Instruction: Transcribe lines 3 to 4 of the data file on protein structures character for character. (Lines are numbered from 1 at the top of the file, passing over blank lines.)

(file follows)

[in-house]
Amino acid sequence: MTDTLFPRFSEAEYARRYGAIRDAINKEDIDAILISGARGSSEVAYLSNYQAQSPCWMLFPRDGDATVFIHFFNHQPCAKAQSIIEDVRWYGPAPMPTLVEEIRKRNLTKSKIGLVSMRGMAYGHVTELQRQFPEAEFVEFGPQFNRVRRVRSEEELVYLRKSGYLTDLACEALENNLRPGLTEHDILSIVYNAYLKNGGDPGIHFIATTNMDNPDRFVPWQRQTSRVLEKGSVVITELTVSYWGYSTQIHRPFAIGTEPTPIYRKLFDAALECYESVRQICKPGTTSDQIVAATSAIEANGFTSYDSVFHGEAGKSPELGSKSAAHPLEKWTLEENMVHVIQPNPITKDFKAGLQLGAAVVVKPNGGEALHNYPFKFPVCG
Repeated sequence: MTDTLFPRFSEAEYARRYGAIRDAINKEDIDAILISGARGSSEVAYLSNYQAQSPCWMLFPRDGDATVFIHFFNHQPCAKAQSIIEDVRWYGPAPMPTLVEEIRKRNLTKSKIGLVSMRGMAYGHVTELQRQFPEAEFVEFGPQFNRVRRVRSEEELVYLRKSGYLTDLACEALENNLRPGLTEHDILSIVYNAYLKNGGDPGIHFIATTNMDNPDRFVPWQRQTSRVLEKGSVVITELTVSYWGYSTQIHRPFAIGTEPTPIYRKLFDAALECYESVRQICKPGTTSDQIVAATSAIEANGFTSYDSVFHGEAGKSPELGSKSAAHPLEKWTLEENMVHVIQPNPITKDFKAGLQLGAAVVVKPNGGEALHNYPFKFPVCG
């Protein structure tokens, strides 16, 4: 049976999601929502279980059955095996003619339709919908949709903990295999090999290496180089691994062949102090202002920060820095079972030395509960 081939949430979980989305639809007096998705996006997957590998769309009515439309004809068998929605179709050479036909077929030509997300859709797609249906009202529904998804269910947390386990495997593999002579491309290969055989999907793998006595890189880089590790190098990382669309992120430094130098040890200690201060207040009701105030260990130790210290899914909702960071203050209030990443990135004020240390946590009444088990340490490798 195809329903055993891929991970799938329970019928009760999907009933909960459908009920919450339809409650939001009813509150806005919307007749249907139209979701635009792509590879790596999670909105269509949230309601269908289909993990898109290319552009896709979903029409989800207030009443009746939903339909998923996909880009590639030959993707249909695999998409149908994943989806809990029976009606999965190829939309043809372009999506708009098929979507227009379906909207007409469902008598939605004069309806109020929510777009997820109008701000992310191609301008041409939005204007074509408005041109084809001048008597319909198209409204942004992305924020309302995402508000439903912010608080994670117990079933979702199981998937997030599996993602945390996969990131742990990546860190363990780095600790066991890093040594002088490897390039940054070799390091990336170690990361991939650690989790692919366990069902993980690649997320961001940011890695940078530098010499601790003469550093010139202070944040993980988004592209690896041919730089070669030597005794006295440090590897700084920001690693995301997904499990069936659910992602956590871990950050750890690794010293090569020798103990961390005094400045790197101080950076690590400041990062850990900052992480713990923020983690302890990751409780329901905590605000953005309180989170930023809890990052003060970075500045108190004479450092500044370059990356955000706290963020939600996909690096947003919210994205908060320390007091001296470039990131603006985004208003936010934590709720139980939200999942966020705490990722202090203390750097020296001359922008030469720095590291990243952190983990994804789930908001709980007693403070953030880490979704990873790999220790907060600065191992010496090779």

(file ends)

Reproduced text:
Repeated sequence: MTDTLFPRFSEAEYARRYGAIRDAINKEDIDAILISGARGSSEVAYLSNYQAQSPCWMLFPRDGDATVFIHFFNHQPCAKAQSIIEDVRWYGPAPMPTLVEEIRKRNLTKSKIGLVSMRGMAYGHVTELQRQFPEAEFVEFGPQFNRVRRVRSEEELVYLRKSGYLTDLACEALENNLRPGLTEHDILSIVYNAYLKNGGDPGIHFIATTNMDNPDRFVPWQRQTSRVLEKGSVVITELTVSYWGYSTQIHRPFAIGTEPTPIYRKLFDAALECYESVRQICKPGTTSDQIVAATSAIEANGFTSYDSVFHGEAGKSPELGSKSAAHPLEKWTLEENMVHVIQPNPITKDFKAGLQLGAAVVVKPNGGEALHNYPFKFPVCG
């Protein structure tokens, strides 16, 4: 049976999601929502279980059955095996003619339709919908949709903990295999090999290496180089691994062949102090202002920060820095079972030395509960 081939949430979980989305639809007096998705996006997957590998769309009515439309004809068998929605179709050479036909077929030509997300859709797609249906009202529904998804269910947390386990495997593999002579491309290969055989999907793998006595890189880089590790190098990382669309992120430094130098040890200690201060207040009701105030260990130790210290899914909702960071203050209030990443990135004020240390946590009444088990340490490798 195809329903055993891929991970799938329970019928009760999907009933909960459908009920919450339809409650939001009813509150806005919307007749249907139209979701635009792509590879790596999670909105269509949230309601269908289909993990898109290319552009896709979903029409989800207030009443009746939903339909998923996909880009590639030959993707249909695999998409149908994943989806809990029976009606999965190829939309043809372009999506708009098929979507227009379906909207007409469902008598939605004069309806109020929510777009997820109008701000992310191609301008041409939005204007074509408005041109084809001048008597319909198209409204942004992305924020309302995402508000439903912010608080994670117990079933979702199981998937997030599996993602945390996969990131742990990546860190363990780095600790066991890093040594002088490897390039940054070799390091990336170690990361991939650690989790692919366990069902993980690649997320961001940011890695940078530098010499601790003469550093010139202070944040993980988004592209690896041919730089070669030597005794006295440090590897700084920001690693995301997904499990069936659910992602956590871990950050750890690794010293090569020798103990961390005094400045790197101080950076690590400041990062850990900052992480713990923020983690302890990751409780329901905590605000953005309180989170930023809890990052003060970075500045108190004479450092500044370059990356955000706290963020939600996909690096947003919210994205908060320390007091001296470039990131603006985004208003936010934590709720139980939200999942966020705490990722202090203390750097020296001359922008030469720095590291990243952190983990994804789930908001709980007693403070953030880490979704990873790999220790907060600065191992010496090779």